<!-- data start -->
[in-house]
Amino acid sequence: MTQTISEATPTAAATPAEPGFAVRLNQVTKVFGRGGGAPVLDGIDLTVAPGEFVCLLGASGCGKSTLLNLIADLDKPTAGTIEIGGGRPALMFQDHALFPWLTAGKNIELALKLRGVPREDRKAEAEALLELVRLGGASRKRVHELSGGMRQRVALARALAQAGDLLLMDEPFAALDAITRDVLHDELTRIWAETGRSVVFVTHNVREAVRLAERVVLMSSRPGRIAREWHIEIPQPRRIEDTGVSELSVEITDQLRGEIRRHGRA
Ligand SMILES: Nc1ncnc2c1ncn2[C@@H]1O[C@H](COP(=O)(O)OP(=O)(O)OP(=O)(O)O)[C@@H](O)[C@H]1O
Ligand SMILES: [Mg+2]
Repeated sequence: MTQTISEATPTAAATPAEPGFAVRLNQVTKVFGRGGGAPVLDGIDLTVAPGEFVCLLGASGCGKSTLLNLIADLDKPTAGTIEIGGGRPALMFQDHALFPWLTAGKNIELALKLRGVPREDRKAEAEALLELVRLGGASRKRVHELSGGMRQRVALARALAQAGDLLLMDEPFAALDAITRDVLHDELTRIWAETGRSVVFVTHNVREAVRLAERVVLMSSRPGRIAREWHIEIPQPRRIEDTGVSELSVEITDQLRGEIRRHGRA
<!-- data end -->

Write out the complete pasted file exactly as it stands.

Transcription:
[in-house]
Amino acid sequence: MTQTISEATPTAAATPAEPGFAVRLNQVTKVFGRGGGAPVLDGIDLTVAPGEFVCLLGASGCGKSTLLNLIADLDKPTAGTIEIGGGRPALMFQDHALFPWLTAGKNIELALKLRGVPREDRKAEAEALLELVRLGGASRKRVHELSGGMRQRVALARALAQAGDLLLMDEPFAALDAITRDVLHDELTRIWAETGRSVVFVTHNVREAVRLAERVVLMSSRPGRIAREWHIEIPQPRRIEDTGVSELSVEITDQLRGEIRRHGRA
Ligand SMILES: Nc1ncnc2c1ncn2[C@@H]1O[C@H](COP(=O)(O)OP(=O)(O)OP(=O)(O)O)[C@@H](O)[C@H]1O
Ligand SMILES: [Mg+2]
Repeated sequence: MTQTISEATPTAAATPAEPGFAVRLNQVTKVFGRGGGAPVLDGIDLTVAPGEFVCLLGASGCGKSTLLNLIADLDKPTAGTIEIGGGRPALMFQDHALFPWLTAGKNIELALKLRGVPREDRKAEAEALLELVRLGGASRKRVHELSGGMRQRVALARALAQAGDLLLMDEPFAALDAITRDVLHDELTRIWAETGRSVVFVTHNVREAVRLAERVVLMSSRPGRIAREWHIEIPQPRRIEDTGVSELSVEITDQLRGEIRRHGRA